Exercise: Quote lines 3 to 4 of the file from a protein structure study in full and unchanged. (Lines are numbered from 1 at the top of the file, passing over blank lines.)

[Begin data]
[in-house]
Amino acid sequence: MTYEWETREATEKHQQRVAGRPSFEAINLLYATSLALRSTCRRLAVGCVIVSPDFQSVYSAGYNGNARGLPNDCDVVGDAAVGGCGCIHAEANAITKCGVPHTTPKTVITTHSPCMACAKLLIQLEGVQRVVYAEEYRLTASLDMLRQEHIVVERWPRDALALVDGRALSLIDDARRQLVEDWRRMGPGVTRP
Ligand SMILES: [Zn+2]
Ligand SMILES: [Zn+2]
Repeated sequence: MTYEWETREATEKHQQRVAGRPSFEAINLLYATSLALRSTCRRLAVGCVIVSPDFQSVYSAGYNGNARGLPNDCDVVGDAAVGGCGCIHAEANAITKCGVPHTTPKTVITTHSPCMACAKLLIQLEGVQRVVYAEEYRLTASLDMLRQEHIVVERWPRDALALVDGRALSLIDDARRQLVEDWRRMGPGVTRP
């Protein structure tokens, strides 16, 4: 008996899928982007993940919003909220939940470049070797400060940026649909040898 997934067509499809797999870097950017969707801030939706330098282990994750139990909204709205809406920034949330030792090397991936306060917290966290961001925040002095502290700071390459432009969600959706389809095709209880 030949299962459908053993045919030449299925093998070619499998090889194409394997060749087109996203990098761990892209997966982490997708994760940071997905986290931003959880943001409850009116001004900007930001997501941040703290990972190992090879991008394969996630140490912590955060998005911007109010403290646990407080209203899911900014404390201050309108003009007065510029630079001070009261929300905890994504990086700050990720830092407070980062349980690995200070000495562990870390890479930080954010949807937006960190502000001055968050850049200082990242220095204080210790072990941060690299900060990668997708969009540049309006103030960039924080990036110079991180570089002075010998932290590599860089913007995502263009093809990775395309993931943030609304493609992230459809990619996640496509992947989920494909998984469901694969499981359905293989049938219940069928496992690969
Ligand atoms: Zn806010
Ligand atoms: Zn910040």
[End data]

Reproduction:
Ligand SMILES: [Zn+2]
Ligand SMILES: [Zn+2]